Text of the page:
What do penguins, origami, the Arts Centre Melbourne, and trees have in common? Moira Finucane, obviously. Our revered Climate Warrior Queen, Protector of the Threatened, Architect of the Extraordinary, hasn’t let anything distract her from her quest to raise awareness of climate-related extinctions this year.
I Miss You Antarctica came to the Arts Centre Melbourne (and our homes) on 5 September 2020 as part of Take Over! 2020. With her signature genre-busting dramatic vision, Finucane is using her Art vs Extinction Suite of performances to focus her audience on the accelerating extinction rate.
‘I miss you, Antarctica,’ she says, flickering like a silent movie star to piano music by the exquisite Rachel Keys. Her long, sensitive hands fashion a penguin from origami. Her face contorts in grief and fear. How can we contemplate our closest southern neighbour without its ice? Without its penguins? And yet, with climate change hurtling towards critical, this scenario is a bleak possibility.
Finucane might work on a world stage, with a global vision, but she knows real power begins with small individual actions. She asks everyone who views her performance to make and bring an origami penguin. For every penguin attending, she partnered with Fifteen Trees to plant one tree.
One seedling will grow, will create a home for numerous creatures, will stabilise, inspire, and nurture every living thing in its vicinity. Small kindnesses…have epic consequences. Moira Finucane
All up, on the day (and later at another 2 performances in 2021) 300 original penguins were created. They were drawn, folded, photographed, knitted, glued and assembled. And as a result, 300 trees were planted at across 2 Victorian sites.
Site One was on the western plains of Victoria, at Gariwerd (Grampians) where Aboriginal people have had an association with this district for more than 30,000 years. And Site Two at Meredith, which is the traditional land of the Wadawurrung.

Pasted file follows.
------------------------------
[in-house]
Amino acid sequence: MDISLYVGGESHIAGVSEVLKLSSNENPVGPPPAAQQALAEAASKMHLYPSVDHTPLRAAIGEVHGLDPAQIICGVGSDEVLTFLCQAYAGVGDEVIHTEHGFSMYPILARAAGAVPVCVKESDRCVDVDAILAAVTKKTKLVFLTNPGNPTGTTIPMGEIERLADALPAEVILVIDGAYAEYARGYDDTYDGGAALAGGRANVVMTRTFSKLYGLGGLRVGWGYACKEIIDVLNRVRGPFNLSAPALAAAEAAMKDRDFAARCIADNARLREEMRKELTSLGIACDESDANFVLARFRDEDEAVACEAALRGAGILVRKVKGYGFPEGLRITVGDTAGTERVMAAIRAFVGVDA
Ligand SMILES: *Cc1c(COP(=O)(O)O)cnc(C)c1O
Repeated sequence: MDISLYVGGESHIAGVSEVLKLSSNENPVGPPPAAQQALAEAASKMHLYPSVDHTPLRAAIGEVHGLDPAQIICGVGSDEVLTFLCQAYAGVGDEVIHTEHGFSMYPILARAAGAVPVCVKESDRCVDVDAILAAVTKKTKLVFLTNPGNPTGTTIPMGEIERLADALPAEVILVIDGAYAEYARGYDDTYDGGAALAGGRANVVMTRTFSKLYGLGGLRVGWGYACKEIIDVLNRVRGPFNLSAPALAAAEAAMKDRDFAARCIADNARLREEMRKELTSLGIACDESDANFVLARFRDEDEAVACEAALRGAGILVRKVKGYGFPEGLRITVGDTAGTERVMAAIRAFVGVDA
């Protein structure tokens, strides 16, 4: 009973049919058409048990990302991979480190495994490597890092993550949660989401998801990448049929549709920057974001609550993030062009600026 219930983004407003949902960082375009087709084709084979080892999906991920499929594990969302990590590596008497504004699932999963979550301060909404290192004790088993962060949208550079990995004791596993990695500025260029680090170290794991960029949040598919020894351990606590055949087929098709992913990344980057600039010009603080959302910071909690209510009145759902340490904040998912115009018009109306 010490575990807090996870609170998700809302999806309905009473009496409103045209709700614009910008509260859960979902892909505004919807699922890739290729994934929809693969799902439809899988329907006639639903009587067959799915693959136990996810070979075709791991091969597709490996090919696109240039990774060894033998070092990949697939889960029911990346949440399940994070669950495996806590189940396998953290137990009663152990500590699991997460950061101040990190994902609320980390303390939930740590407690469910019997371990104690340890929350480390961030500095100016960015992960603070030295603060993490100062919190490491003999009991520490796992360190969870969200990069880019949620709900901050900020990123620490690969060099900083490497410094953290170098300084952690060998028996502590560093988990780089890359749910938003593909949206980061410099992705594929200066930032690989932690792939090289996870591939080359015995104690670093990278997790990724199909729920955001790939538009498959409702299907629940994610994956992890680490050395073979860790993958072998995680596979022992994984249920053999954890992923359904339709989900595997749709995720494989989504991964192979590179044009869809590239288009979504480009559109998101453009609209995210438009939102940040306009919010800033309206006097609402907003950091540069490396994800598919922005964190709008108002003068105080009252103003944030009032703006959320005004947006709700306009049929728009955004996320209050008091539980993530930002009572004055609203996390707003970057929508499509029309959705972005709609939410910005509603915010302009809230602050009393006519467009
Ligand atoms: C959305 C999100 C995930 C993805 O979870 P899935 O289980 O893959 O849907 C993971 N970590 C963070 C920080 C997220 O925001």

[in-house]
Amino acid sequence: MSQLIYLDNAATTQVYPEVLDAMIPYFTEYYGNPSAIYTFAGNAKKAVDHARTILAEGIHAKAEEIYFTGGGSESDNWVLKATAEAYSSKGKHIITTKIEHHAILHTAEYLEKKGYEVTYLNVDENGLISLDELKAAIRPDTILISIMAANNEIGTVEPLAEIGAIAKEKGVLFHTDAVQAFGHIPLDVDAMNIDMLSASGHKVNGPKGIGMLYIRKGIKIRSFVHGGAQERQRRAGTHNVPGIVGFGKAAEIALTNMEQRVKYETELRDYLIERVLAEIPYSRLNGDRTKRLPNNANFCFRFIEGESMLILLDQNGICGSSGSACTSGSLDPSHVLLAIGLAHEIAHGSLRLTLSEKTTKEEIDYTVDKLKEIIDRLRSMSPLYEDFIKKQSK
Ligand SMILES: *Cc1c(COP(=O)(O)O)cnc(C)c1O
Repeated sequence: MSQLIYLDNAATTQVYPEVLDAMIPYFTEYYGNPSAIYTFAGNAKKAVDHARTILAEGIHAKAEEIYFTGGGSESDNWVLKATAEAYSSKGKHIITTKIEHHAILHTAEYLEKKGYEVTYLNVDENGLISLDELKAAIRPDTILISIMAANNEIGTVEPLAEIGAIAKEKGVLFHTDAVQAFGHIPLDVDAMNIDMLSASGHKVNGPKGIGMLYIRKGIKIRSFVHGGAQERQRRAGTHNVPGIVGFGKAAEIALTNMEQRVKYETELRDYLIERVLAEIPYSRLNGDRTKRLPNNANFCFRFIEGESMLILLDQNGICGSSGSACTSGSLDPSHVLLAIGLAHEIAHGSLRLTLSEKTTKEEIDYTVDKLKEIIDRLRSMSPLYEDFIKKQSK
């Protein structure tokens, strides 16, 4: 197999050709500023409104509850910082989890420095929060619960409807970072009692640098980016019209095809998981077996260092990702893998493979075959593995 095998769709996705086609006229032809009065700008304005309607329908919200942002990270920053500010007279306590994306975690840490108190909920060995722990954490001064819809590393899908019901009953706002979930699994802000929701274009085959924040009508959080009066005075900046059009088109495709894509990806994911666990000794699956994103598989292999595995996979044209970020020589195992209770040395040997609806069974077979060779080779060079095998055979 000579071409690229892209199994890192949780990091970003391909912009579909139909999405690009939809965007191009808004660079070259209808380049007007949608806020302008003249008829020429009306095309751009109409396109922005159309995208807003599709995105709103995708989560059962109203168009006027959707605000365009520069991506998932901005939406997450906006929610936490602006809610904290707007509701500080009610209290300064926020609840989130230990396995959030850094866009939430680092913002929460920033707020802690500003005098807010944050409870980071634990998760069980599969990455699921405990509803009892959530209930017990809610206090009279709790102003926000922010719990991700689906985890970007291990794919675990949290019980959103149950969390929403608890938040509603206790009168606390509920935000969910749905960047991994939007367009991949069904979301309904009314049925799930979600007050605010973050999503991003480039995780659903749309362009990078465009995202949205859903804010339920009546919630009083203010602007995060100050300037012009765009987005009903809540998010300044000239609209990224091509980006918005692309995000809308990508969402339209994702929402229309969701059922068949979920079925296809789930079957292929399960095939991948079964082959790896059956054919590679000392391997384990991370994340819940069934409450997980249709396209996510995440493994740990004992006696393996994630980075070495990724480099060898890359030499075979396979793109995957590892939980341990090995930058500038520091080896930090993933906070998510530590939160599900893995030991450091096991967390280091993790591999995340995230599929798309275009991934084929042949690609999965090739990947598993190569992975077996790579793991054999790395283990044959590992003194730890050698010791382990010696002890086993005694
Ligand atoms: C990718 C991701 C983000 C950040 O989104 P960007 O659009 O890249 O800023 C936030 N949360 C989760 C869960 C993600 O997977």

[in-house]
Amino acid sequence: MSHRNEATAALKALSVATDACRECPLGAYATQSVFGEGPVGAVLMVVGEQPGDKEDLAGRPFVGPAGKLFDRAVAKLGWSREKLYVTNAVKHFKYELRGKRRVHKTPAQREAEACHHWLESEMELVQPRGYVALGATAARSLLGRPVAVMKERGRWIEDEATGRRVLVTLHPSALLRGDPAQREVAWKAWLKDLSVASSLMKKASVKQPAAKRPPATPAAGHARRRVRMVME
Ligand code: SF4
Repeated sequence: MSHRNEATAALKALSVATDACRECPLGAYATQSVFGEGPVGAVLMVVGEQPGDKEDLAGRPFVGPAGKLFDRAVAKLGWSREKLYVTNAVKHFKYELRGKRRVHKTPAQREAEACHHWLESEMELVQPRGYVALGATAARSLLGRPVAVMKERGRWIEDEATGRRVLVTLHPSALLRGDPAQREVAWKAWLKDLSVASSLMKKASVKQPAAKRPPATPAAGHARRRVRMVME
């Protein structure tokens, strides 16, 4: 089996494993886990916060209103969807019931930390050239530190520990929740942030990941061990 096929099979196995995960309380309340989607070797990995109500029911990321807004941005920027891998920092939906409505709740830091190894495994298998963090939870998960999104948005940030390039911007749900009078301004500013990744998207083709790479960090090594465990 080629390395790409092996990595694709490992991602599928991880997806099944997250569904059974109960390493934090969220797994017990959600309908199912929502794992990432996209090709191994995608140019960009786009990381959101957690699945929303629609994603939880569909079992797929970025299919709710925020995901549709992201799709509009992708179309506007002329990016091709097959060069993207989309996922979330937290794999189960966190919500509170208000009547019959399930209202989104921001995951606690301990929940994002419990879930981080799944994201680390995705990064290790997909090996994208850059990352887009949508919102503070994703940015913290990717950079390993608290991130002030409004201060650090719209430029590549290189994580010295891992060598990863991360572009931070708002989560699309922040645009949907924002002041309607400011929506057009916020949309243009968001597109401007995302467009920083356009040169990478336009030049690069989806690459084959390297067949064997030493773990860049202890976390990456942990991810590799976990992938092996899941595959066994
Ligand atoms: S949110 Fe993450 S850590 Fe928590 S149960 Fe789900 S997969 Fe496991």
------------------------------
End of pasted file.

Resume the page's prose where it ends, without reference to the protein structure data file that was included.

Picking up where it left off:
Andrew Borg and his team at Buloke and Northern Grampians Landcare (BNG) planted 150 trees at Site One. They were distributed to a number of landcare members including Hayley & Luke Batters, Scott & Laura Nicholson and Sam Reading. These members are working together to improve the native biodiversity of the district, increase carbon levels in the soil, help combat erosion and most importantly to create a bio link for native wildlife.
The other 150 trees at Site Two were planted by Bamganie Meredith Landcare (BMLG). This is dunnart country – those amazing nocturnal, carnivorous marsupials that are endemic to Australia. One of the threats to dunnarts is habitate loss and fragmentation due to vegetation clearing for agriculture.
With your support of the Bamganie-Meredith revegetation project, we hope to reverse the activities of past agricultural practises of wide-spread clearing and provide habitat to the local dunnart populations.
Some of the area’s original indigenous flora species include Red Stringybark, Messmate Stringybark, Broadleaf Peppermint, Manna Gum, Swamp Gum and Red Ironbark. These are some of the species planted by the Bamganie-Meredith Landcare Group.
Bernard Gilligan | Facilitator | BMLG
As always, we are humbled to be a small part of the breathtaking Art vs Extinction campaign slash spectacle. If you’d like to craft a penguin, instructions can be found here. We are still counting penguins and planting trees. Take this opportunity to enact your own small kindness … and if you’re not already on board, to join Finucane’s epic quest on behalf of our voiceless and vulnerable.
Writer – Sarah Hart.
Sarah is an artist whose passions include the stories and experiences of women and narrative driven creative work. Her aim is to delight, to reveal glimpses of everyday beauty, and to celebrate flights of the ordinary. Sarah works across a range of media, with an abiding interest in pen and ink, mixed media and the human form. You can find Sarah here.